Details of work to prevent future flooding in part of Gloucestershire will be revealed later today.
The Environment Agency has agreed to remove silt from rivers in the Tewkesbury area to cut the risk of flooding, and protect homes and businesses.
The Environment Secretary Owen Paterson has lost his job in David Cameron's cabinet reshuffle.
The Conservative minister came under intense pressure, following his handling of the flooding on the Somerset levels, and also received criticism for the horsemeat scandal andthe unsuccessful badger culls.
The Environment Secretary Owen Paterson pledged today that the dredging of two important rivers on the Somerset Levels WOULD be completed by October, as promised.
That's despite the fact that only 10% of the work has been completed in the seven weeks so far. The Environment Agency says it's preparing to bring in four more dredging teams to help get the job done. Bob Constantine reports.
Environment Secretary Owen Paterson has been to see dredging work being carried out on the Somerset Levels today following concerns that the work had got off to a slow start.
The Environment Agency is dredging five miles of the rivers Tone and Parrett to make the water flow more easily and hopefully prevent a repeat of last winter's floods.
Mr Paterson said that, although only 10% of the work had been completed so far, it would be finished on schedule by the end of October and the number of dredgers would be increased from two to six in the coming weeks.
Environment Secretary Owen Paterson will be meeting with the Environment Agency in Somerset today.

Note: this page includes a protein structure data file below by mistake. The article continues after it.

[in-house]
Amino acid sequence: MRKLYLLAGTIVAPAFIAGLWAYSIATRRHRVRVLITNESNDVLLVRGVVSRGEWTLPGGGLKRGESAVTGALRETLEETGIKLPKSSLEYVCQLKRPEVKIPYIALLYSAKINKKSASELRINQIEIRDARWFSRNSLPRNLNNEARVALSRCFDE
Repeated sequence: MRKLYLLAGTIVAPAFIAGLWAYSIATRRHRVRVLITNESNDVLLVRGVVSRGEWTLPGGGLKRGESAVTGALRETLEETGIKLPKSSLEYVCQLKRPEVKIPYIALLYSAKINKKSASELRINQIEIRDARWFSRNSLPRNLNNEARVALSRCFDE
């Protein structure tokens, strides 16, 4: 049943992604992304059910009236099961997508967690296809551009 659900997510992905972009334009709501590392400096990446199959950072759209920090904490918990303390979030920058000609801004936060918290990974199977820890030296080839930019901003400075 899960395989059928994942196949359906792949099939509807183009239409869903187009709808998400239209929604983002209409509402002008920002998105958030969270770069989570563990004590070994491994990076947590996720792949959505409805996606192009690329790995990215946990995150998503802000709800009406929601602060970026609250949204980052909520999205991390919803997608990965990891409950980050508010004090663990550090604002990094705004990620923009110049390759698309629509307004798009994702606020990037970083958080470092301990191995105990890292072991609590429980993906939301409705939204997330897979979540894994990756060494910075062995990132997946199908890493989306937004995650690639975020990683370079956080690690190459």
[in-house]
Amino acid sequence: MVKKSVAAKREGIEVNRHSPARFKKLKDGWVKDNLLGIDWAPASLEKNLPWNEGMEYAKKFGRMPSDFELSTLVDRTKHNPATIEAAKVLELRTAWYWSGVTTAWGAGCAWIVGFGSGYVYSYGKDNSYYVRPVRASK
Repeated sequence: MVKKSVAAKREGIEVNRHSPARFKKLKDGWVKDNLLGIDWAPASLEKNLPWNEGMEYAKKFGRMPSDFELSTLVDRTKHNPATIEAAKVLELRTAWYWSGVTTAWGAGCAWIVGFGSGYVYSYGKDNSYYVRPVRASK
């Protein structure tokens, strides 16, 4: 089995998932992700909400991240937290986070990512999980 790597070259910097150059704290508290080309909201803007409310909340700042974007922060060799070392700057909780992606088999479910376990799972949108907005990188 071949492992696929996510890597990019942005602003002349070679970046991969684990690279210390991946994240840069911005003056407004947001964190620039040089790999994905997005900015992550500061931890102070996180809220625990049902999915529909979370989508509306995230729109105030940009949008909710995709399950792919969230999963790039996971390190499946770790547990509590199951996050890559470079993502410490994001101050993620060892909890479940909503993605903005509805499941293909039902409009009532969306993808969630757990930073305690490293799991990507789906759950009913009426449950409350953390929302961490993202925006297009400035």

He'll be discussing the progress of new flood defence work on the Levels after it was revealed only 5% of dredging had been completed.
They say they're confident it will be completed on time.
Farmers affected by flooding on the Somerset Levels are still waiting for Government relief money.Read the full story ›
People living along the River Severn in Gloucestershire say flooding there will get worse in future if nothing is done.
Today they met with officials to put forward plans which might help alleviate the problem and protect their land. Ken Goodwin reports.
Work has started to repair gravestones in the Somerset village of Moorland which were damaged by the floods.
Usually families have to pay for maintenance but church charities have joined with a local stonemason to do the work for free. Ten gravestones need urgent repairs.
Local vicar, Revd Jane Haslam said: “Knowing that these families have enough on their plate the church decided to try and sort out the urgent repairs for them and relieve them of the work and the cost.
"The work will be the first phase of enhancing the churchyard following the recent flooding.
"We would like to thank everyone who has helped in this matter as it will be much appreciated by those who are going through so much.”
A Gloucestershire pub closed by the floods since christmas has finally reopened. The owner says it's been the longest she's been cut off.Read the full story ›
The river severn is almost back to normal after almost three months of being in flood. These shots around Lower Lode near Tewkesbury show what it looked like then...and now that the flood plains have emptied.